Figure 10 and 10-2: In order to allow you to adjust the upper clamp blocks to fit into the seat you will need to trim them. Place the upper clamp blocks and the mounting base plate on to the frame rails and then mark any excess that needs to be trimmed away.
Figure 11: Trim the upper clamp blocks making sure you don’t cut off any of the surface where the upper and lower blocks meet.
Figure 12: With the blocks now trimmed properly and fitting inside the seat you’ll need to mark and drill the holes in the mounting base plate. Label each block for front and back with left and right designations to keep things lined up.
Figure 13: Using a 3″ piece of masking tape placed sticky side away from the upper clamp blocks adhering one edge to the side of the block, loop the tape over the block with the sticky side out.
Figure 14: Fold the edge under and adhear it to the other side of the block.
Figures 15 and 15-2: Tighten the loop flat against block and then mark the postion of the hole on the sticky side of the tape.
Figures 16 and 16-2: Set the clamping blocks loosely on the frame with the tape facing up.
Figure 17: Position the base plate on top of the tape and press so the tape and the blocks stick to one another then lift it off slowly ensuring the blocks stay in position.
Figure 18: Peel the tape from the blocks while leaving it adhered to the mounting base plate. This will transfer the position of the holes which need to be drilled into the base plate.
Figures 19, 20, 20-2: Drill the newly marked holes and trim the blocks accordingly using a scroll saw if one is available. If one is not, you could use a jig saw, Dremel or grinding wheel flap disk.
Figures 21, 22 and 22-2: Assemble the front and back clamps and the mounting base and tap the bolt heads with a hammer to seat them into the mounting base plate. Make a mental note for when tightening the bolts, be sure not to over tighten then. They are carriage bolts but given the softer nature of the mounting blocks, they could strip out the anchor point created when hammering them into the base plate.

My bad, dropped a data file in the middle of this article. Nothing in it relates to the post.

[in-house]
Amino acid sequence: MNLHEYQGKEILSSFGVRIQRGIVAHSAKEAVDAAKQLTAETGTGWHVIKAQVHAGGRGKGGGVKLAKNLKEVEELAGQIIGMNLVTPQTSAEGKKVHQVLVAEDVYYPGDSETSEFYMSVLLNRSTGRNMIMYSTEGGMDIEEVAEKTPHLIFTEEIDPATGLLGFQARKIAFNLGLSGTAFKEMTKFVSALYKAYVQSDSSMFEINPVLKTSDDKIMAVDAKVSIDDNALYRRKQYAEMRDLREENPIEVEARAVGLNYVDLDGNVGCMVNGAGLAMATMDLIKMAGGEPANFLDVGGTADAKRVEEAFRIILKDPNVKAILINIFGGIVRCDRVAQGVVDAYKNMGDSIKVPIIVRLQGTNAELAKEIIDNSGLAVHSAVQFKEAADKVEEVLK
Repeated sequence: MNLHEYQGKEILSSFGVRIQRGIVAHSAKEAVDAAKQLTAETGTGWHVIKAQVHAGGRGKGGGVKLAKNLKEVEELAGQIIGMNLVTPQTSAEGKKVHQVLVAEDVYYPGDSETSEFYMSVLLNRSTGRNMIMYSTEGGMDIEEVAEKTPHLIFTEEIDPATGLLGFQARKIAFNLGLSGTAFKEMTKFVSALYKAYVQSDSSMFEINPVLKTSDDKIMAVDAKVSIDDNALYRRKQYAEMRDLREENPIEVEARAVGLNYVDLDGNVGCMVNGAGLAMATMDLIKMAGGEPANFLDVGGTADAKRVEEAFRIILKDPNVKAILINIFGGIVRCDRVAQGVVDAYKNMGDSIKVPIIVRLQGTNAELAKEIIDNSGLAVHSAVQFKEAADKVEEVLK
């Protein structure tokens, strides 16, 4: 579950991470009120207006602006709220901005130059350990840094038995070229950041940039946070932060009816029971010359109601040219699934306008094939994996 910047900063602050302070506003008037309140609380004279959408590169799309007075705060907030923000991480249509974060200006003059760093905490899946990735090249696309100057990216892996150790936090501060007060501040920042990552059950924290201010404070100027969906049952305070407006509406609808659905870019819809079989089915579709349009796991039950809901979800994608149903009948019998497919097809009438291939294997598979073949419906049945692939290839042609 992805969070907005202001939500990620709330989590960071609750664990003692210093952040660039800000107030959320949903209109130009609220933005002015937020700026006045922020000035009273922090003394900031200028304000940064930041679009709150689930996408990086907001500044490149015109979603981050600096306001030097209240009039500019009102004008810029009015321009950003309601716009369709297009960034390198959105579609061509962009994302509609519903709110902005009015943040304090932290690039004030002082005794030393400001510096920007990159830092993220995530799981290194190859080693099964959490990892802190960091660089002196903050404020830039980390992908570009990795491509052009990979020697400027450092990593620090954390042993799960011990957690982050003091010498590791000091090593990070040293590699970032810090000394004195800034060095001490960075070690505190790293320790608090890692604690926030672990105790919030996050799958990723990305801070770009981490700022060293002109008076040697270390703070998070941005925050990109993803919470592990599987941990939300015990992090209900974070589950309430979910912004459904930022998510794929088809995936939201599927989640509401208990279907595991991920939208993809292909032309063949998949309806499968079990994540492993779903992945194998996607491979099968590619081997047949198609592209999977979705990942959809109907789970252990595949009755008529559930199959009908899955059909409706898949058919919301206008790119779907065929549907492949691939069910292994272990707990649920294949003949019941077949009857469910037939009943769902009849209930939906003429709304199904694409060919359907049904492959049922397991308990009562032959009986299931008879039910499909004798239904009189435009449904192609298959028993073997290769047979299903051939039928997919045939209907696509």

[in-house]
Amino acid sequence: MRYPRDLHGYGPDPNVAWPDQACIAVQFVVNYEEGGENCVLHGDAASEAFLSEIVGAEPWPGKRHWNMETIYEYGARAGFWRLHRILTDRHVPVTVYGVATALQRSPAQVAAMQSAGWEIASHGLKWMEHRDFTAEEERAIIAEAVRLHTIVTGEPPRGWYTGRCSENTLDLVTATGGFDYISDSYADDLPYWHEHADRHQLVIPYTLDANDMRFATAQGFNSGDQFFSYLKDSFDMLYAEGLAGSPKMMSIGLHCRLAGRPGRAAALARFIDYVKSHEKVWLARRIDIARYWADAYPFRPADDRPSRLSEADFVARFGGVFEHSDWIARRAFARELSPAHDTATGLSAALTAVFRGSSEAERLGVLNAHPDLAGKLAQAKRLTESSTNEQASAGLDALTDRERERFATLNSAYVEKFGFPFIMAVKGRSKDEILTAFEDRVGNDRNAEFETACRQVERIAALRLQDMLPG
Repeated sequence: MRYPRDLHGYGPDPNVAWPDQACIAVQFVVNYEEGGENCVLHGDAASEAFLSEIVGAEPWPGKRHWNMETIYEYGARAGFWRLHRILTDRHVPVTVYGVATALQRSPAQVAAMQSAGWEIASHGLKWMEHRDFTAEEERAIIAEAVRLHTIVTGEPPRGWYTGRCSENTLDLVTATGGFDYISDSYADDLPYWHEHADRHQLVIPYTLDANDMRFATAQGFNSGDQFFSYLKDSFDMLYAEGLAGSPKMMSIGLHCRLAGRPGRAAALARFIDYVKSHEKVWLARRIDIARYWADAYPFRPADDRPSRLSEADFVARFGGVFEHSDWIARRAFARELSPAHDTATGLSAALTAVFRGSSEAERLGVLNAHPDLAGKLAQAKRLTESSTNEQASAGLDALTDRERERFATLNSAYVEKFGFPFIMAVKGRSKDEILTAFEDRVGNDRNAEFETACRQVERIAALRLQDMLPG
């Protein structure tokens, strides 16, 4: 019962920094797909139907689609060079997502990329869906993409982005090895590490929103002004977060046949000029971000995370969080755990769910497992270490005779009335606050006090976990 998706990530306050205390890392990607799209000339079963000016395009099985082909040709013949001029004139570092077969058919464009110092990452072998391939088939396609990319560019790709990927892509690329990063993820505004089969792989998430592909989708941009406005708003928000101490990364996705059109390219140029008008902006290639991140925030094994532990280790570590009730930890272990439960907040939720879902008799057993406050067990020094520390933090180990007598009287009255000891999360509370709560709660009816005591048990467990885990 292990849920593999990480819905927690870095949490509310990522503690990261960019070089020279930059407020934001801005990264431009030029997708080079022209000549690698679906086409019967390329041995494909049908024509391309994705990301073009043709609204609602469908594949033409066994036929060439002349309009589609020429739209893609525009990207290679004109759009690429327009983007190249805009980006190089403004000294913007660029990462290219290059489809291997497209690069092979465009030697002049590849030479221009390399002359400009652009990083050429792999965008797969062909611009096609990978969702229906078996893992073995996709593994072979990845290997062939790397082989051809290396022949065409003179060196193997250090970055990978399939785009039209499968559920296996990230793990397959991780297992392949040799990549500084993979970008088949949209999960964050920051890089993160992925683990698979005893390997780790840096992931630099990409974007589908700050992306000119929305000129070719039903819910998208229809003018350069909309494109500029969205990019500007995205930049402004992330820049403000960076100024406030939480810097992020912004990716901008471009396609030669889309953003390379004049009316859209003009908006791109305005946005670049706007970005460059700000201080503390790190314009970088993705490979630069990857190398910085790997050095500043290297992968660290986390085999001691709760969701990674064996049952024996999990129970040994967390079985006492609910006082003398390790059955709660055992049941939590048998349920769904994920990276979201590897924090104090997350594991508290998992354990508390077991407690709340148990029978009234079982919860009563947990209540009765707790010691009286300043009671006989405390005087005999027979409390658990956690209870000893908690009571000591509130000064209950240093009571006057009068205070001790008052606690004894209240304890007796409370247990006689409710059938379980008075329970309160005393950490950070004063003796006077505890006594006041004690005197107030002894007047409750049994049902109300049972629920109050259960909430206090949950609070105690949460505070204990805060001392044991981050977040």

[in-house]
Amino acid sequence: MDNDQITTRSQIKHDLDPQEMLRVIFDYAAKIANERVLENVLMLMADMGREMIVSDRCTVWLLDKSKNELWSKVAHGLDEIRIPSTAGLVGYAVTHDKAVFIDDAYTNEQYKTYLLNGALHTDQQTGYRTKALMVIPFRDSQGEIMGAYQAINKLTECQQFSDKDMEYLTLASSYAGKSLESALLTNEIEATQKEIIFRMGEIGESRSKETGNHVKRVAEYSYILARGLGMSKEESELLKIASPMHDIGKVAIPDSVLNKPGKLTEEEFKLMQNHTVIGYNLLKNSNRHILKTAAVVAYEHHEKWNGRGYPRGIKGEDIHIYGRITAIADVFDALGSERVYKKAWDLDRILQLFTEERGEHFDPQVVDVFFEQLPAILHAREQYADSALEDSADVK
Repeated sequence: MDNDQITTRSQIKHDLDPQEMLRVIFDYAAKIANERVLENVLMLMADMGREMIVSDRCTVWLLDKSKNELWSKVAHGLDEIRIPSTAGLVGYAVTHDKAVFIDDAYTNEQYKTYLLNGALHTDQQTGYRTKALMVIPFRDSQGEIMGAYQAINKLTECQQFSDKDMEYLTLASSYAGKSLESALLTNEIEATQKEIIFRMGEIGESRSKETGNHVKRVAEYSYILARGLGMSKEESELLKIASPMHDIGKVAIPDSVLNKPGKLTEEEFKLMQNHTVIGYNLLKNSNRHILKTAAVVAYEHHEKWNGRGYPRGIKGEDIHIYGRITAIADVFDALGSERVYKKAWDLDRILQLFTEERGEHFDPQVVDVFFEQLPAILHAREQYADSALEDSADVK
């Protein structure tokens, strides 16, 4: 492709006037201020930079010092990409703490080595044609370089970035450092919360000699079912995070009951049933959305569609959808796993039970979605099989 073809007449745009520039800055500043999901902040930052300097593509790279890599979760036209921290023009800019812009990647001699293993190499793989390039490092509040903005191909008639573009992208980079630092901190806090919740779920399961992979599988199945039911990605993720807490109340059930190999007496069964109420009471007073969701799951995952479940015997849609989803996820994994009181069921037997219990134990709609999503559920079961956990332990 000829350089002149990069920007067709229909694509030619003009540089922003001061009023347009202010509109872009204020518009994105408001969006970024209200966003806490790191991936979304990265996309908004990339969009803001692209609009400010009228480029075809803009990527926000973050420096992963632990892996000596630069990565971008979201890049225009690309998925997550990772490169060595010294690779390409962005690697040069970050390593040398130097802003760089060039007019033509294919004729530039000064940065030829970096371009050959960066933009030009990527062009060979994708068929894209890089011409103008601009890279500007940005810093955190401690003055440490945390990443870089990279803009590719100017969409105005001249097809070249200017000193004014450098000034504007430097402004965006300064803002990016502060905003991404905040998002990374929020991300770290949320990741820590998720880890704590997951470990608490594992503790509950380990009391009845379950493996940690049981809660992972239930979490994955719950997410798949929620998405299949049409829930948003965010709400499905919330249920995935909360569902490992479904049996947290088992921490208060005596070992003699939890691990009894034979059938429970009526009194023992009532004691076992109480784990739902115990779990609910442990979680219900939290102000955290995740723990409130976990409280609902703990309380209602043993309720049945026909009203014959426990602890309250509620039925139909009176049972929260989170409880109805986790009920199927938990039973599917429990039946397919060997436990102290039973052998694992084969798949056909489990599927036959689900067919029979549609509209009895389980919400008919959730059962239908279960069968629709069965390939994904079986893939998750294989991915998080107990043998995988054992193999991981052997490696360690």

Figures 23, 24 and 24-2: Tighten the mounting bolts and drill pilot holes for the mounting screws to ensure accurate fitment.
Figures 25 and 25-2: In most cases you’re going to want to cut an access hole to get to your battery, wiring or anything else you might have stashed under your seat. Simply mark the area you need to cut for the window drilling four holes, one at each corner and then use a jig saw (take the mounting base back off the bike before cutting) to cut out the window.
Figure 26: Position your seat pan on top of the newly mounted base, drill pilot holes and then screw the pan to the mounting base plate and viola, you’re done! Install your foam and cover if using a snap style or, use industrial strength velcro if you’ve created a secondary pan with a custom cushion and that’s it!
We’d like to thank our good friends over at Legendary Motorcycles for taking to the time to work on this install with us and know that whether you’re using a Legend’s, Roccity, other or custom built seat there isn’t an easier way to install it with the universal seat kit. And the best part, there’s no welding or cutting the bike which is great should you ever want or need to go back to a stock style seat.
Ride Fast. Live Well.
The DCC Crew